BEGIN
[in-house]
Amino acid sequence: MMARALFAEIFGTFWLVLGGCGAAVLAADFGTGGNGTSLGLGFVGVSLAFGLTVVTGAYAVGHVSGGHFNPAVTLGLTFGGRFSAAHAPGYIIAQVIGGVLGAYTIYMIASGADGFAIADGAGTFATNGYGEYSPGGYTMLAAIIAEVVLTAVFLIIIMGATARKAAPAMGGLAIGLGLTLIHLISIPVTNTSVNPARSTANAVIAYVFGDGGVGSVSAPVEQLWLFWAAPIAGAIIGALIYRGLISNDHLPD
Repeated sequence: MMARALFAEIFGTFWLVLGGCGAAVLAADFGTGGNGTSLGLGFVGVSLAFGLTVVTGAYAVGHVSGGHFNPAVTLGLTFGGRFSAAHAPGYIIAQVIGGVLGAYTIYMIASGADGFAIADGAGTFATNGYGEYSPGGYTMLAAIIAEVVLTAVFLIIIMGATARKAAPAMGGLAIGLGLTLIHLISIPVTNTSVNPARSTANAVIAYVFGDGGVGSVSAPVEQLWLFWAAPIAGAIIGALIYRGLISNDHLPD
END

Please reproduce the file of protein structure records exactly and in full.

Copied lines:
[in-house]
Amino acid sequence: MMARALFAEIFGTFWLVLGGCGAAVLAADFGTGGNGTSLGLGFVGVSLAFGLTVVTGAYAVGHVSGGHFNPAVTLGLTFGGRFSAAHAPGYIIAQVIGGVLGAYTIYMIASGADGFAIADGAGTFATNGYGEYSPGGYTMLAAIIAEVVLTAVFLIIIMGATARKAAPAMGGLAIGLGLTLIHLISIPVTNTSVNPARSTANAVIAYVFGDGGVGSVSAPVEQLWLFWAAPIAGAIIGALIYRGLISNDHLPD
Repeated sequence: MMARALFAEIFGTFWLVLGGCGAAVLAADFGTGGNGTSLGLGFVGVSLAFGLTVVTGAYAVGHVSGGHFNPAVTLGLTFGGRFSAAHAPGYIIAQVIGGVLGAYTIYMIASGADGFAIADGAGTFATNGYGEYSPGGYTMLAAIIAEVVLTAVFLIIIMGATARKAAPAMGGLAIGLGLTLIHLISIPVTNTSVNPARSTANAVIAYVFGDGGVGSVSAPVEQLWLFWAAPIAGAIIGALIYRGLISNDHLPD